In Part 1 of this article, we explored how organizations can prevent or remove information or communication disability barriers. For the most part, removing or preventing information or communication barriers involves accessible formats or Communication supports. In Part 2, we outline other things staff should know about preventing or removing information or communication barriers.
Preventing and Removing Information and Communication Barriers, Part 2
Some businesses may be in the process of removing barriers, such as by making their websites accessible. Similarly, businesses might need funding for services like Sign language interpretation or captioning. In the meantime, staff can help people access their information in other ways. For instance, staff can prevent barriers in organizations such as:
- Retail stores
- Offices, including government offices
- Sports venues
- Amusement parks
In any of these venues, staff can read print documents aloud, such as pamphlets, menus, or forms. Some clients may wish to record the reading aloud in order to refer to it again. Moreover, staff can fill in forms according to a customer or client’s instructions. Alternatively, staff can email the Word or HTML version of a document to a customer. Similarly, staff can create text transcripts of live events. They can then provide copies of the transcripts to customers. Staff should work with each customer to find out the best way of giving information.
Furthermore, staff should be aware that most customers will benefit from some formats or supports but not others. For instance, large print will benefit customers who are visually impaired, but customers who are blind cannot use it. Similarly, staff should be aware of basic differences between supports. For example, staff should know that closed captioning and audio description provide contrasting services. Closed captioning benefits customers who are deaf, while audio description benefits customers who are blind.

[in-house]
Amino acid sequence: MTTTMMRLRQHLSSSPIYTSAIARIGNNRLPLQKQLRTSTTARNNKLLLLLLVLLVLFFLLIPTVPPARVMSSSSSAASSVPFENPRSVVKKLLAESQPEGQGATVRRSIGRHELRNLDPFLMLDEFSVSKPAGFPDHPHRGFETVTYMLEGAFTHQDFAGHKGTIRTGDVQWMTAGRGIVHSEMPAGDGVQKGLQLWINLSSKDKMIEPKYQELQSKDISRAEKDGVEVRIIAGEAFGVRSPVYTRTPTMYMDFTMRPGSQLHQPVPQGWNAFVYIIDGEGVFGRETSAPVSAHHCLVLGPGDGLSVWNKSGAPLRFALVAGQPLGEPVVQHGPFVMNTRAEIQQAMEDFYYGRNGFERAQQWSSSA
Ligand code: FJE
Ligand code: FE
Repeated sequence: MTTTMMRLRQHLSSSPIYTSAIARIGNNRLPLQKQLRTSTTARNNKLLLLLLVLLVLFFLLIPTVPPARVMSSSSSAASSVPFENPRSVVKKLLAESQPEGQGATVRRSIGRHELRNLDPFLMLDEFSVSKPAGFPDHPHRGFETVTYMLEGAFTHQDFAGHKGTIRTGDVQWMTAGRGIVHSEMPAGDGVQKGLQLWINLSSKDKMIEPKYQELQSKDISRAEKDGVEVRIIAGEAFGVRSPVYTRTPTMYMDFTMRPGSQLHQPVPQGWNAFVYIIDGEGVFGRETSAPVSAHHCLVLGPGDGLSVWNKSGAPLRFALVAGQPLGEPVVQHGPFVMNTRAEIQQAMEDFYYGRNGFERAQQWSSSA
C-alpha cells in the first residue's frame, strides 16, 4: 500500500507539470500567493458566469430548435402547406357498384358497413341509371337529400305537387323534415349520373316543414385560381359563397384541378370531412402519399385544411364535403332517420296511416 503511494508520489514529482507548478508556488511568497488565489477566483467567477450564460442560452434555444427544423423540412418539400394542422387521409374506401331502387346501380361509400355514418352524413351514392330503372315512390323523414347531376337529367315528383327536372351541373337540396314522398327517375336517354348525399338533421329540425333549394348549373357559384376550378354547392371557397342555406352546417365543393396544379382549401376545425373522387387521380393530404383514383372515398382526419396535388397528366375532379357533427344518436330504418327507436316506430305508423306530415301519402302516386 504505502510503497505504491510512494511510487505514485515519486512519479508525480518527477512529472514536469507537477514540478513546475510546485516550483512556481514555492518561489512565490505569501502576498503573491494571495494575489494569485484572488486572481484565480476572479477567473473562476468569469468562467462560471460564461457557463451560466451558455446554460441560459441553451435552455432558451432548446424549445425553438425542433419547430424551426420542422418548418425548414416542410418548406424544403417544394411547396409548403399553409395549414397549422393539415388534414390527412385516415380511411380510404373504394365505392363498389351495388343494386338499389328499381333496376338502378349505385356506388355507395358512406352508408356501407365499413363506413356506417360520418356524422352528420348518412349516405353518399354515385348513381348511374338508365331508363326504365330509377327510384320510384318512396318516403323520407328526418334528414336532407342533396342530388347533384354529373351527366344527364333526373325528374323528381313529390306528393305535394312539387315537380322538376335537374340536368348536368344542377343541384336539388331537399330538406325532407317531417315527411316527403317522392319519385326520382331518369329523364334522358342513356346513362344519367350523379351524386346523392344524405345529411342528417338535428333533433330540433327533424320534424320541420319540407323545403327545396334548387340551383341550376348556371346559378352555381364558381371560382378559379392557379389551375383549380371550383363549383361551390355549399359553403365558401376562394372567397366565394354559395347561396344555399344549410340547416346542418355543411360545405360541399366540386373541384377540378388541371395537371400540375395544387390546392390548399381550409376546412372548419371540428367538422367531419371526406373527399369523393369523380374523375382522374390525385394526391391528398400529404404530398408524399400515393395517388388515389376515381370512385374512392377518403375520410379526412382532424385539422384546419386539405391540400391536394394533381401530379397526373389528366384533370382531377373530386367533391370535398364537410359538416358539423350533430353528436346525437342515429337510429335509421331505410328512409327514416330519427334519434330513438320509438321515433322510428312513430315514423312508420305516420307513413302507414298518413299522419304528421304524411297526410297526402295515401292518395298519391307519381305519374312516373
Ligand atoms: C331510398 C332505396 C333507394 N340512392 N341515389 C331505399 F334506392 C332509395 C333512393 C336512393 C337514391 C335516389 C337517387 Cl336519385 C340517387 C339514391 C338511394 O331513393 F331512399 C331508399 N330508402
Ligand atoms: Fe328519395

Therefore, staff should notify every customer about all formats or supports they have. This courtesy allows customers to choose the support that works best for them, instead of being offered the wrong support. Moreover, customers also avoid the barrier of needing to find and ask a staff member for support. In addition, customers without disabilities may also be interested in a business’s accessibility. If they have loved ones, neighbours, or colleagues with disabilities, they may spread awareness about businesses with accessible information.
Moreover, designers of new information and communications can prevent barriers from happening in the first place. For instance, they can create captions for all audio content, or provide text transcripts in advance, when possible. Likewise, they can design new PDF documents using text, rather than images. Furthermore, they can consult with people who have disabilities to find out if they have designed barriers without meaning to. For instance, they can hire people with disabilities to test the accessibility of all new web content. In this way, businesses can also learn how to avoid barriers in future. Finally, businesses should state in their accessibility policies that their staff are willing to resolve barriers. As a result, people will create fewer information or communication barriers and move more freely.